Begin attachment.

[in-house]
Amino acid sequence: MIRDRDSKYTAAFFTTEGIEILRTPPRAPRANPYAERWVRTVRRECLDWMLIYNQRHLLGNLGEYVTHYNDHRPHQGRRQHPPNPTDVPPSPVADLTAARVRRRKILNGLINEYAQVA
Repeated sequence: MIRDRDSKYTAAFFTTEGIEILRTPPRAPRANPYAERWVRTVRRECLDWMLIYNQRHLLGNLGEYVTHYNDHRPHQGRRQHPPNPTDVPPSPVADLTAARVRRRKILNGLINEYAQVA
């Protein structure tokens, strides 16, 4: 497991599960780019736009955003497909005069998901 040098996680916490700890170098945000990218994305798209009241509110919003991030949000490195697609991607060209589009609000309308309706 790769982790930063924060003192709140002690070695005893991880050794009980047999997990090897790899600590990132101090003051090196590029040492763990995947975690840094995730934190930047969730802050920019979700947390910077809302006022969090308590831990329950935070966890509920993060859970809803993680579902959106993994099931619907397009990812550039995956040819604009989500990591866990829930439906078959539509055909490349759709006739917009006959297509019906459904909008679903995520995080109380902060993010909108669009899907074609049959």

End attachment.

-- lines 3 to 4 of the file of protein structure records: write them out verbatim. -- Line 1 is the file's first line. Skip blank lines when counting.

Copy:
Repeated sequence: MIRDRDSKYTAAFFTTEGIEILRTPPRAPRANPYAERWVRTVRRECLDWMLIYNQRHLLGNLGEYVTHYNDHRPHQGRRQHPPNPTDVPPSPVADLTAARVRRRKILNGLINEYAQVA
């Protein structure tokens, strides 16, 4: 497991599960780019736009955003497909005069998901 040098996680916490700890170098945000990218994305798209009241509110919003991030949000490195697609991607060209589009609000309308309706 790769982790930063924060003192709140002690070695005893991880050794009980047999997990090897790899600590990132101090003051090196590029040492763990995947975690840094995730934190930047969730802050920019979700947390910077809302006022969090308590831990329950935070966890509920993060859970809803993680579902959106993994099931619907397009990812550039995956040819604009989500990591866990829930439906078959539509055909490349759709006739917009006959297509019906459904909008679903995520995080109380902060993010909108669009899907074609049959």